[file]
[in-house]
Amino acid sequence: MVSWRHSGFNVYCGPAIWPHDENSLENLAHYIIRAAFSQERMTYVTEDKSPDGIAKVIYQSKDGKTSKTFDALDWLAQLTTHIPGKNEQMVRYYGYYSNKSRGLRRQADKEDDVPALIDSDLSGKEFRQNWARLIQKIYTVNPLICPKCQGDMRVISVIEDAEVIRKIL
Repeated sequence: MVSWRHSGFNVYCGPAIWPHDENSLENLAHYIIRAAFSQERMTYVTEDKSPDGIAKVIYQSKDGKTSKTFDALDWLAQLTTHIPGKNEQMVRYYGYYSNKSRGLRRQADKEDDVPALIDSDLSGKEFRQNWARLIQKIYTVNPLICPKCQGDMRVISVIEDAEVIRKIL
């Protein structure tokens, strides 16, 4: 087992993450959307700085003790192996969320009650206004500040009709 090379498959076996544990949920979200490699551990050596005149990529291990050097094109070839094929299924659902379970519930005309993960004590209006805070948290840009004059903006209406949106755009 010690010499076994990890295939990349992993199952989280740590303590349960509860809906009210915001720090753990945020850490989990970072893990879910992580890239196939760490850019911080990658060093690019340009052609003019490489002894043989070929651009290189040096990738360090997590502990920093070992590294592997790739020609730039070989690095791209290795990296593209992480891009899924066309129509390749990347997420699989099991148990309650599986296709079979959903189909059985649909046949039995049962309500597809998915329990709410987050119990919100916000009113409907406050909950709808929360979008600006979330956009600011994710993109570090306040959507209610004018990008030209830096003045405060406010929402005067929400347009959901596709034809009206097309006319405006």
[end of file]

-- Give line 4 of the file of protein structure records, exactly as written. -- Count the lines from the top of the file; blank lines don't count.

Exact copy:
């Protein structure tokens, strides 16, 4: 087992993450959307700085003790192996969320009650206004500040009709 090379498959076996544990949920979200490699551990050596005149990529291990050097094109070839094929299924659902379970519930005309993960004590209006805070948290840009004059903006209406949106755009 010690010499076994990890295939990349992993199952989280740590303590349960509860809906009210915001720090753990945020850490989990970072893990879910992580890239196939760490850019911080990658060093690019340009052609003019490489002894043989070929651009290189040096990738360090997590502990920093070992590294592997790739020609730039070989690095791209290795990296593209992480891009899924066309129509390749990347997420699989099991148990309650599986296709079979959903189909059985649909046949039995049962309500597809998915329990709410987050119990919100916000009113409907406050909950709808929360979008600006979330956009600011994710993109570090306040959507209610004018990008030209830096003045405060406010929402005067929400347009959901596709034809009206097309006319405006």